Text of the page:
• @bukwyrm Correct, you are referring to the Maxwell-Boltzmann distribution. But as the molecules with the necessary speed are getting rarer and rarer with increasing pressure, so the filling of the sphere will grind to a halt for human lifetimes. – Thorsten S. Sep 3 '18 at 15:31
• @ThorstenS. I did some lookups and calculations comparing densities of the core of the sun and normal air. The sun's core is 122449 times more dense. If I need my 10 cm diameter sphere to contain that much atmosphere, I only need about 513 cubic meters of atmosphere compressed in my sphere, which is about the size of a house. Such a small volume compared to the atmosphere would suggest that the overall rate that my sphere would be filling with air would not be asymptotic so long as nothing escapes. I am of course guessing that that density would be enough for fusion. – Logical Sparrow Sep 3 '18 at 19:20
• Could you clarify your answer? Taking it at its word, stars shouldn't exist because it would require violating the MFP restriction. The OP is forcing the air into the sphere (or, perhaps more accurately, he's putting a sphere arounda boat load of air and then contracting the sphere....) – JBH Sep 3 '18 at 19:28
• @LogicalSparrow Erm, what part was not clear? There won't be any further compression than 100 bar, it does not matter that it is a neglible amount of air in the atmosphere. If you as human have a room with an one-way door, you still cannot go through if the other side is completely filled with persons. – Thorsten S. Sep 3 '18 at 19:31

How much force would the person have to use on that sphere:

1.to keep the air in there?

I'm not sure force is the right way to conceptualize this one. If it is a 1 way permeable membrane somehow only made up of energy I think it is more reasonable to think of it as a different dimension than a physical container. If it were a physical container there would be relationship related to the pressure difference between its inside and outside and it would cease being permeable when the inside was greater than the outside. However, if you considered it more like a 4th dimensional rift then it sounds a bit more plausible simply because we know less about how that would actually work.

2.for that air to turn into a plasma or for it to cause a fusion explosion?

Fusion and plasma are different. Fusion is when an atom gains atomic mass in the form of a proton thereby releasing energy. Plasma is a highly energetic state of matter.

Hydrogen, being the smallest atom, is the easiest to fuse which drives the majority of stars specifically the smallest. The higher in mass you go down the periodic table, the more energy is required to fuse elements. Elements like Nitrogen (7) and Oxygen (8) form at end of life of small stars and are more prevalent in mid size stars. To fuse oxygen requires temperatures of 1 billion Kelvin or 3.299999e+8ºN. I provided the link so you can look up the requirements for fusing air. Off the top of my head air is roughly 70% Nitrogen, ~20% oxygen, and then various other gases.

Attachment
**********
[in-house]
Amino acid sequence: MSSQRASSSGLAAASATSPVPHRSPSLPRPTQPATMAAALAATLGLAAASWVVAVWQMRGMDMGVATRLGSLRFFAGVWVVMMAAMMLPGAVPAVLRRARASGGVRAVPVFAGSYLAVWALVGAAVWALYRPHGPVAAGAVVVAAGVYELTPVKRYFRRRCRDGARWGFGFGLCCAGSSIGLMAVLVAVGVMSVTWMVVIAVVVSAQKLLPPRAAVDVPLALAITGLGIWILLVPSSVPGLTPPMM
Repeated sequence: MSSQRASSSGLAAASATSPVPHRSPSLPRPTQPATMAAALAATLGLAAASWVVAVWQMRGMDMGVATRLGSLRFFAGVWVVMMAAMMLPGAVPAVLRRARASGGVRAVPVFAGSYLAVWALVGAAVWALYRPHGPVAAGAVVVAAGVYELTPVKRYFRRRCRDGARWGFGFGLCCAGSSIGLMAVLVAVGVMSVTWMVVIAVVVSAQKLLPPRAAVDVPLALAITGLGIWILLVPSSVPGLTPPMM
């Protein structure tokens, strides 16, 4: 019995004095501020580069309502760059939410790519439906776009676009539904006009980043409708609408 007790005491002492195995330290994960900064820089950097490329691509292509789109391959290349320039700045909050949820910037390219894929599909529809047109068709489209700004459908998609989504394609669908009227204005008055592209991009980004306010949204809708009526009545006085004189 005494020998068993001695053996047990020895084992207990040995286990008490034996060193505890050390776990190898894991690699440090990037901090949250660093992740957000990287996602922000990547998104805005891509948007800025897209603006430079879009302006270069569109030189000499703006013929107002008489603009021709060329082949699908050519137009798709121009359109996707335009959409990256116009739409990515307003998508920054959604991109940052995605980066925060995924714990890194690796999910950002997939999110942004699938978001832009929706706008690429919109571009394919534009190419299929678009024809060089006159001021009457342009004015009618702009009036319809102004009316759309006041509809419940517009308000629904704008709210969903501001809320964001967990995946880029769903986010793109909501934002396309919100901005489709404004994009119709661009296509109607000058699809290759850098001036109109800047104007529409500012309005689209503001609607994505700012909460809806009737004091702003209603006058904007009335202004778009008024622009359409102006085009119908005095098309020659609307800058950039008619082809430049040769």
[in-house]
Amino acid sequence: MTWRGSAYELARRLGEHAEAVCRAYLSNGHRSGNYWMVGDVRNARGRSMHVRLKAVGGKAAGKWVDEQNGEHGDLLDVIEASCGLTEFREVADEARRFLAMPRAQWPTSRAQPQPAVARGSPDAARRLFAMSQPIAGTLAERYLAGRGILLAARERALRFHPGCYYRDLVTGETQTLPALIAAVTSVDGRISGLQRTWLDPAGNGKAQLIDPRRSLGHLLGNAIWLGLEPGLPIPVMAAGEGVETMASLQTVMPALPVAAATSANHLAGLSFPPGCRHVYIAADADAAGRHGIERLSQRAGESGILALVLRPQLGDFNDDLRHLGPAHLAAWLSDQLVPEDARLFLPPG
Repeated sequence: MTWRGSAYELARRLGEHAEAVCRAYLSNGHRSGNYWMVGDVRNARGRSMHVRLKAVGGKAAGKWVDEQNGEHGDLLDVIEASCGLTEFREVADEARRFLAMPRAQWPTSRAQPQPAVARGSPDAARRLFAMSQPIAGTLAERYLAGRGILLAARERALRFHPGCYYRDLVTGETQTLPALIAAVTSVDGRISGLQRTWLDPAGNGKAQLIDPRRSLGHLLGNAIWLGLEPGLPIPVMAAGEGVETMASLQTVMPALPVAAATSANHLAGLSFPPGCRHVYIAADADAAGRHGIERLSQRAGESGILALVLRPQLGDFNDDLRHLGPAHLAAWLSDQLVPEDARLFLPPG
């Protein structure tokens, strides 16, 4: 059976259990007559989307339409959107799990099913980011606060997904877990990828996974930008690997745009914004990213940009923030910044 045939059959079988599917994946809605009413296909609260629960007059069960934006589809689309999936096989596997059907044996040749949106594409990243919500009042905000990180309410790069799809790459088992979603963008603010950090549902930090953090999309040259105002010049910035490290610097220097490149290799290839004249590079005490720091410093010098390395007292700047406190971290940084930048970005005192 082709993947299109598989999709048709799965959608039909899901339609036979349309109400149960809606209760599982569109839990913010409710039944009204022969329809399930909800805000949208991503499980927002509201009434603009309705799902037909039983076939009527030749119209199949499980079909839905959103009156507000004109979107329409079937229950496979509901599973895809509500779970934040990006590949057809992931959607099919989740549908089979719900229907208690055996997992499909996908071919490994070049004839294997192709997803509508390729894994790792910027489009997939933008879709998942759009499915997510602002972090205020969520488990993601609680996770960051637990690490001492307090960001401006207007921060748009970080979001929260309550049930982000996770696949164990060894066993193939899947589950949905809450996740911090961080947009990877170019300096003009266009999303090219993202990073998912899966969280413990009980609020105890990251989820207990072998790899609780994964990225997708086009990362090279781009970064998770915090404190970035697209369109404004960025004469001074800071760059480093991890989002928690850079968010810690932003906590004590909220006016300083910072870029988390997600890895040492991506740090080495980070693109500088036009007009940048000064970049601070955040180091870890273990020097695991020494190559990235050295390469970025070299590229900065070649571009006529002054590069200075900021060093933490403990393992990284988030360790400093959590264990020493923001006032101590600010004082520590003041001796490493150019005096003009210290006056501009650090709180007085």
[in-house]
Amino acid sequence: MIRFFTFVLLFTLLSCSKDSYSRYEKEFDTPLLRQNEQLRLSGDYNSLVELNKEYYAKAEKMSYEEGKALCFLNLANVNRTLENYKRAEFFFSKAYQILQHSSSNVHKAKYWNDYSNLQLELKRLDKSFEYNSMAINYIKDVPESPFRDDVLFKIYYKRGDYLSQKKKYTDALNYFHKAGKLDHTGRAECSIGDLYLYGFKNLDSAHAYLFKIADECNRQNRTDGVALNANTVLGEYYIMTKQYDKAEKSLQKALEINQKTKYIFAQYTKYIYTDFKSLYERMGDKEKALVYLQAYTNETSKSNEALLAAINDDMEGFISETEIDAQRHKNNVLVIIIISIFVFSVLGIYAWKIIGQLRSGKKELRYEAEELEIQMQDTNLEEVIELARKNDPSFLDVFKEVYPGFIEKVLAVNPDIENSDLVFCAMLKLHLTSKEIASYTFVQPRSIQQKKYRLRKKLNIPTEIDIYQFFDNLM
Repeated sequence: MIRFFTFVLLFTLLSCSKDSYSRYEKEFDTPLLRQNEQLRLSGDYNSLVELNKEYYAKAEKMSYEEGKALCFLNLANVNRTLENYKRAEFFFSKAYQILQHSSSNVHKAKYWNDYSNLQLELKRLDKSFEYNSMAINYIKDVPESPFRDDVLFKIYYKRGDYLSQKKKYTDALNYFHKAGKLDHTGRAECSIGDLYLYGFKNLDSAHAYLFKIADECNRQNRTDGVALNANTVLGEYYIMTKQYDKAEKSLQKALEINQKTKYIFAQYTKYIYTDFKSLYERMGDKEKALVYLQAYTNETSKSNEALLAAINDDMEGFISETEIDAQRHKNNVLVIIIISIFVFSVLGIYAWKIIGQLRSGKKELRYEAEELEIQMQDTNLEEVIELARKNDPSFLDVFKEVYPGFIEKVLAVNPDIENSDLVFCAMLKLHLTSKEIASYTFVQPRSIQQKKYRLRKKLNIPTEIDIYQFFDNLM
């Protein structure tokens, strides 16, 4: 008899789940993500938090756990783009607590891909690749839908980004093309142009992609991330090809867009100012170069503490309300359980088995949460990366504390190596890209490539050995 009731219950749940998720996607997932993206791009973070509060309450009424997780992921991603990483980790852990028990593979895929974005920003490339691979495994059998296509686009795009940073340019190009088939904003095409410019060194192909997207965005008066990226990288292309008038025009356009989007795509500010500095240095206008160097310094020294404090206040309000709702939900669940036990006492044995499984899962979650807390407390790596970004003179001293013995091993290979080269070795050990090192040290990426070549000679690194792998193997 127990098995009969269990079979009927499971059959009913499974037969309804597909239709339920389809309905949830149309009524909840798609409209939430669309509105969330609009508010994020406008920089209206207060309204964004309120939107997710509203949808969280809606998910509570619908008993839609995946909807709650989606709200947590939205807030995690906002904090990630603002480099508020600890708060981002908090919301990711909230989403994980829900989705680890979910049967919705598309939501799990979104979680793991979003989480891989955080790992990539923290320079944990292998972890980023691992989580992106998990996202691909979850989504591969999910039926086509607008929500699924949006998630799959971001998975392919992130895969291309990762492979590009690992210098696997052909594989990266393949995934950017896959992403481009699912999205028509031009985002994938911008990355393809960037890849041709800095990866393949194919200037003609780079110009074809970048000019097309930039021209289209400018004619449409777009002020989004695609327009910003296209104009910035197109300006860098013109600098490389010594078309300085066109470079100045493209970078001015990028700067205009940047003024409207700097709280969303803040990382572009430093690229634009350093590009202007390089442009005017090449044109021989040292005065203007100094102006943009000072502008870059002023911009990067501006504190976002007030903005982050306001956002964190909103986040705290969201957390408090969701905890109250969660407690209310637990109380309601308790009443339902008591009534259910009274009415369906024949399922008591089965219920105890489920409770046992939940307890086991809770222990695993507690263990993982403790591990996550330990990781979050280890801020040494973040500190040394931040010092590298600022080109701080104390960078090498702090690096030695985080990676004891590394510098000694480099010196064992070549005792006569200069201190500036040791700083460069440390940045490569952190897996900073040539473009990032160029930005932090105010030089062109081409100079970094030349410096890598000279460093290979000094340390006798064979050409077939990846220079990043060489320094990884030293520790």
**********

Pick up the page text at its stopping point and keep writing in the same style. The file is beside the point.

Bonus questions: 1.How much time would it take?

Time is relative, however long it takes you to capture the amount of mass you want and raise it to the right temperature and pressure. This is very much based on the limitations of your magical system.

2.What would it look like?

Since a 4th dimensional rift has never been found, there is no knowing how it would react with physics as we know it. Though if light and energy are allowed to escape the sphere then I would expect it to appear much like a star, most likely igniting the atmosphere or in the very least burning every onlooker with ultraviolet radiation.

I think that the process could be improved by making the sphere permeable only to some compounds or elements.

Maybe the psychic person could heat and energize the air around the sphere and split up the molecules of elements and compounds in the air into separate atoms, and make the hydrogen atoms from water vapor the only atoms that can penetrate the sphere. So there will be a gradual build up of hydrogen inside the sphere, until hydrogen is by far the most common element inside the sphere, and oxygen, nitrogen, carbon dioxide, argon, etc. are only traces.

The free hydrogen that doesn't go into the sphere will react with oxygen and burn, producing heat and water vapor. There should be a very impressive zone of fire and glowing hot air around the sphere, and possibly an impressive zone of fire and devastation on the ground below and around the sphere. The psychic person might get caught in the fire and killed, ending the process.

I suggest that the upper limit of the density within the sphere would soon be reached because the atoms within the sphere would repel any atoms crossing through the permeable sphere. Thus the sphere wouldn't fill up with hydrogen enough to fuse.